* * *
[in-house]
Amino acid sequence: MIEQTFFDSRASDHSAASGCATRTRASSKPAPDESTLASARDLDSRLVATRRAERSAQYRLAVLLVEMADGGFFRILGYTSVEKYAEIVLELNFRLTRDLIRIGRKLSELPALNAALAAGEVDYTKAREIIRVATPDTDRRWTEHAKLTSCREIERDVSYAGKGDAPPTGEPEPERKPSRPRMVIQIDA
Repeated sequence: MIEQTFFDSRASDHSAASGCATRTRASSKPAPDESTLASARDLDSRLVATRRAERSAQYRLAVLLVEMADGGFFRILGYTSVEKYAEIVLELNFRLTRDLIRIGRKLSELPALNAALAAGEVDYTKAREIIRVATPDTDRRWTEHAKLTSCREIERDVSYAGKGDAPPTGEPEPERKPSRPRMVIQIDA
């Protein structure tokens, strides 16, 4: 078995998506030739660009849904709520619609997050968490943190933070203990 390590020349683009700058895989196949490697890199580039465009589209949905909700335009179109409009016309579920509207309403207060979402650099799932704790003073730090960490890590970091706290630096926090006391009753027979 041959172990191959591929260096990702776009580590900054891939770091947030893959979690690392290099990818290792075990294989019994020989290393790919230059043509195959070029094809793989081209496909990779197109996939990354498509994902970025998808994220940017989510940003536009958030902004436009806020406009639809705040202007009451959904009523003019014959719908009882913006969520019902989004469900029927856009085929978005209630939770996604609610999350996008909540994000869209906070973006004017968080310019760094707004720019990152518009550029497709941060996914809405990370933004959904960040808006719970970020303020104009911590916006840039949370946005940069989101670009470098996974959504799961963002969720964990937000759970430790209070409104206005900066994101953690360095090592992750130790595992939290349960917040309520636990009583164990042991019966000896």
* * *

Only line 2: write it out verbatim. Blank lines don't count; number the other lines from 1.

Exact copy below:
Amino acid sequence: MIEQTFFDSRASDHSAASGCATRTRASSKPAPDESTLASARDLDSRLVATRRAERSAQYRLAVLLVEMADGGFFRILGYTSVEKYAEIVLELNFRLTRDLIRIGRKLSELPALNAALAAGEVDYTKAREIIRVATPDTDRRWTEHAKLTSCREIERDVSYAGKGDAPPTGEPEPERKPSRPRMVIQIDA